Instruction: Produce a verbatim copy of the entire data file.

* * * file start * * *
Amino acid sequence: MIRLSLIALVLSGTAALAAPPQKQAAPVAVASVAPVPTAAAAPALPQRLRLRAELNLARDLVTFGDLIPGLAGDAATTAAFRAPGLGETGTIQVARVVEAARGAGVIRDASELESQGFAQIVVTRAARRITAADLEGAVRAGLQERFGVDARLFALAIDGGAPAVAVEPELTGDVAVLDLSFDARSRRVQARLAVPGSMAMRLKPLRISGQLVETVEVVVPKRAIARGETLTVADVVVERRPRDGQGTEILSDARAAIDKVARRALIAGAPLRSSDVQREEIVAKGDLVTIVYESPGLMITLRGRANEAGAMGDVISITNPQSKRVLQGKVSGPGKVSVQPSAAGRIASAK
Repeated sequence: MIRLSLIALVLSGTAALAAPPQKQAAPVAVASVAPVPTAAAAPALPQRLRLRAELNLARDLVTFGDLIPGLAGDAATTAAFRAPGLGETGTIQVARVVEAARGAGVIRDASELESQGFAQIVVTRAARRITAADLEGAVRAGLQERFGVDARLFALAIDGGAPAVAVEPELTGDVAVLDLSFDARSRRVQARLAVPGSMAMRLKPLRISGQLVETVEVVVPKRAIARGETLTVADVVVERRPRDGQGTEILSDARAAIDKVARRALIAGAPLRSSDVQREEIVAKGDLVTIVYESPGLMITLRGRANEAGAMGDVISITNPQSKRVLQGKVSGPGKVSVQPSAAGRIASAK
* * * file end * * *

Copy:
Amino acid sequence: MIRLSLIALVLSGTAALAAPPQKQAAPVAVASVAPVPTAAAAPALPQRLRLRAELNLARDLVTFGDLIPGLAGDAATTAAFRAPGLGETGTIQVARVVEAARGAGVIRDASELESQGFAQIVVTRAARRITAADLEGAVRAGLQERFGVDARLFALAIDGGAPAVAVEPELTGDVAVLDLSFDARSRRVQARLAVPGSMAMRLKPLRISGQLVETVEVVVPKRAIARGETLTVADVVVERRPRDGQGTEILSDARAAIDKVARRALIAGAPLRSSDVQREEIVAKGDLVTIVYESPGLMITLRGRANEAGAMGDVISITNPQSKRVLQGKVSGPGKVSVQPSAAGRIASAK
Repeated sequence: MIRLSLIALVLSGTAALAAPPQKQAAPVAVASVAPVPTAAAAPALPQRLRLRAELNLARDLVTFGDLIPGLAGDAATTAAFRAPGLGETGTIQVARVVEAARGAGVIRDASELESQGFAQIVVTRAARRITAADLEGAVRAGLQERFGVDARLFALAIDGGAPAVAVEPELTGDVAVLDLSFDARSRRVQARLAVPGSMAMRLKPLRISGQLVETVEVVVPKRAIARGETLTVADVVVERRPRDGQGTEILSDARAAIDKVARRALIAGAPLRSSDVQREEIVAKGDLVTIVYESPGLMITLRGRANEAGAMGDVISITNPQSKRVLQGKVSGPGKVSVQPSAAGRIASAK